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Chapter Four

Current Day, Mount Silver, Virginia.

Kaitlyn volunteered to stay in the car with Mr. Buttons, the Death Monger. “Sorry puppy ‘bout your name. I’ll see if I can get everyone to start callin’ you Mr. Buttons only,” she said with a smile, observing the calico-coated creature yapping at passersby. The girl scratched behind the animal’s ear. The furry flap of skin falling back as the dog leaned into her fingers enjoying the action. She noted a small patch of blood on its interior. “You really have been through it, huh, Mr. Buttons?...Mr. Buttons, so simple,” she shook her head at the utterance of the word. “People just have to make things so difficult.” It was so typical for the hard-headed Hunter and Raven to avoid finding common ground, neither wishing to budge on their choice of names. This détente proliferating until their mom ended all of the bickering, ultimately deciding to call the ugly thing both names.

Irrespective of the events surrounding their new four-legged friend, Kaitlyn was happy. She got to see her dad up close today and hug him, almost like it was three years ago, before everything bad happened. Since he had returned from prison, he had avoided everyone, her and her siblings included. Until today, the only way she could see him was to sometimes accidentally miss the bus at school and venture across town to the garage where he was working. Kaitlyn would keep her distance, but she could see him through the large open doors as he worked on the cars coming in and out. She noted he always looked sad and very lonely. The girl wanted desperately to go up to the garage and ask him to come home, but was afraid it might make him mad, then it would be her fault and he would never come back.

Her mom was no real help in the answer department for that matter, because, either she knew more than she was letting on or she was as clueless as her children. Kaitlyn had mostly leaned toward the latter of the explanations especially after she saw her mom one day in town doing the same thing she was, spying on her dad at work. She never mentioned this observation to her mother as it would not have changed the fact that they both missed the man. Nevertheless, it did crack open the window into the soul of her stalwart mother, a realization that this woman, who had always been there for her babies, was hurting just as much as her children, if not more so.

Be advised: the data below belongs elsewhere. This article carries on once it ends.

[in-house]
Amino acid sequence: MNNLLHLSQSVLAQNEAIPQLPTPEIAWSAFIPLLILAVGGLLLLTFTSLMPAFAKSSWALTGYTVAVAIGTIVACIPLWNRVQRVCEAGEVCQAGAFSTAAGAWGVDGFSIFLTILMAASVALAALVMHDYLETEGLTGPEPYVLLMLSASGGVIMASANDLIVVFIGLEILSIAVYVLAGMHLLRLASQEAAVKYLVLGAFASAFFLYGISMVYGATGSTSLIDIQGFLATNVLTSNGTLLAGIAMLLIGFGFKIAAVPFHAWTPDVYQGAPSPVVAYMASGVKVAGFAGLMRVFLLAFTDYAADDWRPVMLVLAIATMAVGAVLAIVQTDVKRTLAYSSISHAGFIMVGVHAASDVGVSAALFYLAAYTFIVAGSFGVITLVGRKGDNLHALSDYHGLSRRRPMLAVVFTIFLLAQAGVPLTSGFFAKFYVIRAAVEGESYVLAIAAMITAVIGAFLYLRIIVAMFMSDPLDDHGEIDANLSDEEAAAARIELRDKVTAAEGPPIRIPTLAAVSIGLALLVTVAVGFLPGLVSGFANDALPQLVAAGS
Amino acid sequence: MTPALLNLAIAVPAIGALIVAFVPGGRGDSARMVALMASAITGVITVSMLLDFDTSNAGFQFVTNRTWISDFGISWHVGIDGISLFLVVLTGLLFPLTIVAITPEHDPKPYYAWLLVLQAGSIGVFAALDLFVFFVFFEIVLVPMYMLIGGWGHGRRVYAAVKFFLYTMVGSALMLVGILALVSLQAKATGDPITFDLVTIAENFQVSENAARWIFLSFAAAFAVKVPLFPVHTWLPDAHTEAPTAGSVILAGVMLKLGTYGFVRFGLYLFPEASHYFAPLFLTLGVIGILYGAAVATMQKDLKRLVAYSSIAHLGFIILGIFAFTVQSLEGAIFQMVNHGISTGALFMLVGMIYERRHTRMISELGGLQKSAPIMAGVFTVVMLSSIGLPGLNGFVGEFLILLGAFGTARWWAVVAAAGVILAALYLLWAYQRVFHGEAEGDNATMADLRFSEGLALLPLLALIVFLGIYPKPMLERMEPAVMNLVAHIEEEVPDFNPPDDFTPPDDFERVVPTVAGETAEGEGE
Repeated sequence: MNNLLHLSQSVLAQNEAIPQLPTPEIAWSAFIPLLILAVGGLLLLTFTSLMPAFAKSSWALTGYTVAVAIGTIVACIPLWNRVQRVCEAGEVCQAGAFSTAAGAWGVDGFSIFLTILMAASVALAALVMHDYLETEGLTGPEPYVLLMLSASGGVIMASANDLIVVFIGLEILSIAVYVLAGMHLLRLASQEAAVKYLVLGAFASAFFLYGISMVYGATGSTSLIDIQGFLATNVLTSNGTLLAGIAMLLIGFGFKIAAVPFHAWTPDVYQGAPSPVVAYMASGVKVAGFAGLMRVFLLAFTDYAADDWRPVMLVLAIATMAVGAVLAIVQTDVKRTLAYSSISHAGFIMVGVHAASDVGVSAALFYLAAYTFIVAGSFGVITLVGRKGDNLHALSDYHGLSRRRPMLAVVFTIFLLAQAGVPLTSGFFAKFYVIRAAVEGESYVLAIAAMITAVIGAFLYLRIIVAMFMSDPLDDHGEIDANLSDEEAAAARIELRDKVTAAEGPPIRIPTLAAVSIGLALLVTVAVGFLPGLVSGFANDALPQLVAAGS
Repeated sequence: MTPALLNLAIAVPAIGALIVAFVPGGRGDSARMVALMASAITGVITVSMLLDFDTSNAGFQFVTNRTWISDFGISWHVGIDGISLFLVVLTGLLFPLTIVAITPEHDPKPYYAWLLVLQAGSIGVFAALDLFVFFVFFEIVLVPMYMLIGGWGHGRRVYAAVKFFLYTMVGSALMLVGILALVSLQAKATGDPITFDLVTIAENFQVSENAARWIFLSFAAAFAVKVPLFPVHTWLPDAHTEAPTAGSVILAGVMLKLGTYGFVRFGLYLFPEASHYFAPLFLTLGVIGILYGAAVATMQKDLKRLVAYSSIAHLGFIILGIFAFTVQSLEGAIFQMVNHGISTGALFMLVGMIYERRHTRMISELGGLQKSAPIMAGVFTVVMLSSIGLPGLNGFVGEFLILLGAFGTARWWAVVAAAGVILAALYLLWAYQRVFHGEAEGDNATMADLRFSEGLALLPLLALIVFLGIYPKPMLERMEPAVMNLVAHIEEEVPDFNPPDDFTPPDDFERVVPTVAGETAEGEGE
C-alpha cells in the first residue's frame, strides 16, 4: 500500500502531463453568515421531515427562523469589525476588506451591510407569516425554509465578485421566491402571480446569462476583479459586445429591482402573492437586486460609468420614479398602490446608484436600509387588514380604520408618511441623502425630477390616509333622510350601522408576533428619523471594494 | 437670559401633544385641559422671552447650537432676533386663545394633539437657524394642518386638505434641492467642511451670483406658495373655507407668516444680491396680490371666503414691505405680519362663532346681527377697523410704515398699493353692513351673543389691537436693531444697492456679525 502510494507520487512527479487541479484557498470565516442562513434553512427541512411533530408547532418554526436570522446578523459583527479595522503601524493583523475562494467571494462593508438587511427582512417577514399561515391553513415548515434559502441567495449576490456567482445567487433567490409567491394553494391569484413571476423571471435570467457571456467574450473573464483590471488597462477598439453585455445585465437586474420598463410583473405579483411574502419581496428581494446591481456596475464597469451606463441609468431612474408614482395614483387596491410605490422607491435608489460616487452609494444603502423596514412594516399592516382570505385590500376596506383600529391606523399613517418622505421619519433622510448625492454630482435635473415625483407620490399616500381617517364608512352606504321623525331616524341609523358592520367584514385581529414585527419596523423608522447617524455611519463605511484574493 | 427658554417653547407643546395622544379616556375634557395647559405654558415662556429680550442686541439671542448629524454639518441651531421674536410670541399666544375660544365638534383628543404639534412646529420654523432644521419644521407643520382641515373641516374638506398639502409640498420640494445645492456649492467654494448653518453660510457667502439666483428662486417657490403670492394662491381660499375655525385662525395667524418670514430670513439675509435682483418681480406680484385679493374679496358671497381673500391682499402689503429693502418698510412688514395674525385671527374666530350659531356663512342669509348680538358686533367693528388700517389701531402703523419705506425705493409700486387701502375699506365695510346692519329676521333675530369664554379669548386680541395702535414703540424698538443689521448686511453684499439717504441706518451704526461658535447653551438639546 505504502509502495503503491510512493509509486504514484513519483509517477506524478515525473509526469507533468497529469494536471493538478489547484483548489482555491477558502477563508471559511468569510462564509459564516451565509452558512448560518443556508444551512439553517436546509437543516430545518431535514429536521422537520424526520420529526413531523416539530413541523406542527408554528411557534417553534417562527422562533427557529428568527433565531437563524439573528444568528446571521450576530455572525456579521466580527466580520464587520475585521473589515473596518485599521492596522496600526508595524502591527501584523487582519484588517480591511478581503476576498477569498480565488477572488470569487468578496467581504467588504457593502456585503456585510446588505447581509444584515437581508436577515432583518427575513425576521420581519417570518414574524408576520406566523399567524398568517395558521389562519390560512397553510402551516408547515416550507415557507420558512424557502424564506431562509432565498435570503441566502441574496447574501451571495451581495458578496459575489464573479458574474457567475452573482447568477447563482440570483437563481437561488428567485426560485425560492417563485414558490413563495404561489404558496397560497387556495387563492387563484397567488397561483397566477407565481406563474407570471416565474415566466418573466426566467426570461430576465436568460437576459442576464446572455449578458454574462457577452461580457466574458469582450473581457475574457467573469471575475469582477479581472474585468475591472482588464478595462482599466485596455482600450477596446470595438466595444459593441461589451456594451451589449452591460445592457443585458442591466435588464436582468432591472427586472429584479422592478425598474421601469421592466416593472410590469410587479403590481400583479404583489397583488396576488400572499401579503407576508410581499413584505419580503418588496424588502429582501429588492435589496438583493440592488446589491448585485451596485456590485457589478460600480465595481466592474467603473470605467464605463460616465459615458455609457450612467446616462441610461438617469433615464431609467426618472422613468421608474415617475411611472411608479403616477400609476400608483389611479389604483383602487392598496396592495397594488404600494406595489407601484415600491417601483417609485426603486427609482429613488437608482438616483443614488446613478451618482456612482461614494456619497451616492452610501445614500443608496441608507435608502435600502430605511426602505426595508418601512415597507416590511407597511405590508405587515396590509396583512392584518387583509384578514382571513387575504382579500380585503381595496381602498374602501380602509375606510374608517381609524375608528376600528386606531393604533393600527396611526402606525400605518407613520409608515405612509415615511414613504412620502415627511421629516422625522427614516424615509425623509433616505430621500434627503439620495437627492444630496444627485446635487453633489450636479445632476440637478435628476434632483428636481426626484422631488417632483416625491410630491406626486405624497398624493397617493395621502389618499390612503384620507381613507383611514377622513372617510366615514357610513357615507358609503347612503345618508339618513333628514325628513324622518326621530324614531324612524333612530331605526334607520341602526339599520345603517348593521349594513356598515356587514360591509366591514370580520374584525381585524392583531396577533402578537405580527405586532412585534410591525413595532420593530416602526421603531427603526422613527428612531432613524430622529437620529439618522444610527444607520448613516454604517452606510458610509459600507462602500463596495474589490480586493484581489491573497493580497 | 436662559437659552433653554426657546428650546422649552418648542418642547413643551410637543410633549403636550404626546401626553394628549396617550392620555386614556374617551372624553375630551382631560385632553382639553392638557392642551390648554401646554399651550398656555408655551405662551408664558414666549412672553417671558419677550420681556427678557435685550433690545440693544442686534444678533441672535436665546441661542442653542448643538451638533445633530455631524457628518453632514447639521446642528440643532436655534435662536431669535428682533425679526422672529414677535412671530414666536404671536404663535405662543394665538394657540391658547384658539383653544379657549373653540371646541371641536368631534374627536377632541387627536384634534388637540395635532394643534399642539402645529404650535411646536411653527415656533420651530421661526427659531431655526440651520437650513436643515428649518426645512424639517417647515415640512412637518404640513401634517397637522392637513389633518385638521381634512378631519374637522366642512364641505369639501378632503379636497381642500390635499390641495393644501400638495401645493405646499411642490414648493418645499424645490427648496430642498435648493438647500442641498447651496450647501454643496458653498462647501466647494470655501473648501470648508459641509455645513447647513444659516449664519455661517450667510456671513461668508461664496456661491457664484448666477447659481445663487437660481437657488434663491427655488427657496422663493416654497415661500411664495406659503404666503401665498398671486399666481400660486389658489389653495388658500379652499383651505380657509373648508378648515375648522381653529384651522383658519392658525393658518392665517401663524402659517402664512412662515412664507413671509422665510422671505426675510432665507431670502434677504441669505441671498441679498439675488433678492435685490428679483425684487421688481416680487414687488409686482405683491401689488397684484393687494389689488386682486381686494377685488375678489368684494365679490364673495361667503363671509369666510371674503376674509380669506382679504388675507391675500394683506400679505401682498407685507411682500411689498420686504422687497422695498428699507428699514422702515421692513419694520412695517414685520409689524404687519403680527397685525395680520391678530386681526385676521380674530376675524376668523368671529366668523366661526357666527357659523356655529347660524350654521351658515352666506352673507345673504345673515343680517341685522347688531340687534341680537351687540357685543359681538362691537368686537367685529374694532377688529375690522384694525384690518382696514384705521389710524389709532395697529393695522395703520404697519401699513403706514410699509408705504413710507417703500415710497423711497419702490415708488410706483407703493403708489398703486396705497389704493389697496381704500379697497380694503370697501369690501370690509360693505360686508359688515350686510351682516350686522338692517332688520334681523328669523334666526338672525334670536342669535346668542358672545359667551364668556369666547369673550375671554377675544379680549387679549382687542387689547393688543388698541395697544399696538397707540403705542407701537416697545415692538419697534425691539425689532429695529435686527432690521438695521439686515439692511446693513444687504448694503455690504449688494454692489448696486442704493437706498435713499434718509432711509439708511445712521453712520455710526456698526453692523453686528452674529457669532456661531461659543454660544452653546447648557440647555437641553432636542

Kaitlyn’s thoughts were interrupted by the sound of the 1977 Ford station wagon’s driver’s side rear door opening forcefully. A massive, sweaty man with a scar across his face rocked the large vehicle as he entered, sending Buttons into a barking fit.

“Shut that damn thing up!” the man said in a low growl, slamming the door. He bounced the wagon around some more as he slid roughly across the bench, then lifted a pistol over the back of the front seat, pointing the barrel at the canine’s head.

“No! Wait!” Kaitlyn shouted, shielding the angry dog. She leaned her face to the animal and whispered, “It’s okay, Buttons. C’mon, be quiet. Hush, now,” she said and glanced fearfully at the intruder.

The dog whined as it calmed under Kaitlyn’s touch.

“Now, where’s your momma?” Phil asked.

“In the IGA,” the girl replied and pointed out the windshield at the painted green building.

“Your brother and sister?”

“In there, too. What do you want, mister?”

“For you to keep your trap shut and don’t say nothing to your mom when she gets out here or I swear I’ll kill all of you!”

Kaitlyn thought for a moment. “Wouldn’t I just be delayin’ things? ’cause as soon as we’re all in the car you’re gonna have us drive off somewhere and do who-knows-what to us. I might as well just scream right now and save all them!”

“Too late, girl!” the man said and ducked. “Say something and a bullet goes in everyone’s head,” he whispered.

“Hey, we got your food, Death Mong...” Hunter opened the station wagon’s back door to find he was staring down the barrel of a 9mm pistol.

“Get in!” the man said and grabbed the boy, yanking him forcefully into the vehicle. He pointed the gun to Hunter’s small head. “Ya’ll just get on in here and sit down all quiet like!” he commanded.

Frannie stifled a scream and nervously sat behind the steering wheel. She looked over at the man reclining in the back seat, holding her son around his neck. The woman watched Hunter grimace as the pistol dug into his temple. “Wh-what do you want?” she asked.

“I’ll tell you when we get ta’ where you are gonna drive me!”

“Okay, please...just don’t hurt my boy!” Frannie said, desperation thickly coating the plea.

“Don’t want to, just do what I say and nothing happens,” he replied. “Oh, and don’t try to call any attention to us. Don’t want no police pullin’ us over.”